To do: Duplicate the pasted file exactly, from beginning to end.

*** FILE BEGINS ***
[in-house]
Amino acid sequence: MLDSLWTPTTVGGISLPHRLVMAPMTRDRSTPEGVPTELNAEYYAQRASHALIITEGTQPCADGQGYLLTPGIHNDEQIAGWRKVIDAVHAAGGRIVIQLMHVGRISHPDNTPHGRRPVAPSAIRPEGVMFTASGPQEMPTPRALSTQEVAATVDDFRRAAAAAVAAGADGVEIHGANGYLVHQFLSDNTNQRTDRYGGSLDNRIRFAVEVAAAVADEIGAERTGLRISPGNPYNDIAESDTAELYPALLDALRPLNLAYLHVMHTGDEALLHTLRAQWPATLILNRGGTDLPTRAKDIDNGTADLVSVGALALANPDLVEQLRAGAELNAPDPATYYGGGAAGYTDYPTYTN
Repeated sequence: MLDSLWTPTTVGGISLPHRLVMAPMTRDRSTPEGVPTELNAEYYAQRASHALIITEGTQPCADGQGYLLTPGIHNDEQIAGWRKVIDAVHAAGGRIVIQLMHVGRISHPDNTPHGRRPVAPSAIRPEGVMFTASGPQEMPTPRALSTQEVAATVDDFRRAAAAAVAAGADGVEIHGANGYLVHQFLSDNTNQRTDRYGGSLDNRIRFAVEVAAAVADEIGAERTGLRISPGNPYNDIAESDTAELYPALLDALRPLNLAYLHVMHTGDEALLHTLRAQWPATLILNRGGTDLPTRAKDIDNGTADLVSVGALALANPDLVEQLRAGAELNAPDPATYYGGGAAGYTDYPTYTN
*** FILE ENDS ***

[in-house]
Amino acid sequence: MLDSLWTPTTVGGISLPHRLVMAPMTRDRSTPEGVPTELNAEYYAQRASHALIITEGTQPCADGQGYLLTPGIHNDEQIAGWRKVIDAVHAAGGRIVIQLMHVGRISHPDNTPHGRRPVAPSAIRPEGVMFTASGPQEMPTPRALSTQEVAATVDDFRRAAAAAVAAGADGVEIHGANGYLVHQFLSDNTNQRTDRYGGSLDNRIRFAVEVAAAVADEIGAERTGLRISPGNPYNDIAESDTAELYPALLDALRPLNLAYLHVMHTGDEALLHTLRAQWPATLILNRGGTDLPTRAKDIDNGTADLVSVGALALANPDLVEQLRAGAELNAPDPATYYGGGAAGYTDYPTYTN
Repeated sequence: MLDSLWTPTTVGGISLPHRLVMAPMTRDRSTPEGVPTELNAEYYAQRASHALIITEGTQPCADGQGYLLTPGIHNDEQIAGWRKVIDAVHAAGGRIVIQLMHVGRISHPDNTPHGRRPVAPSAIRPEGVMFTASGPQEMPTPRALSTQEVAATVDDFRRAAAAAVAAGADGVEIHGANGYLVHQFLSDNTNQRTDRYGGSLDNRIRFAVEVAAAVADEIGAERTGLRISPGNPYNDIAESDTAELYPALLDALRPLNLAYLHVMHTGDEALLHTLRAQWPATLILNRGGTDLPTRAKDIDNGTADLVSVGALALANPDLVEQLRAGAELNAPDPATYYGGGAAGYTDYPTYTN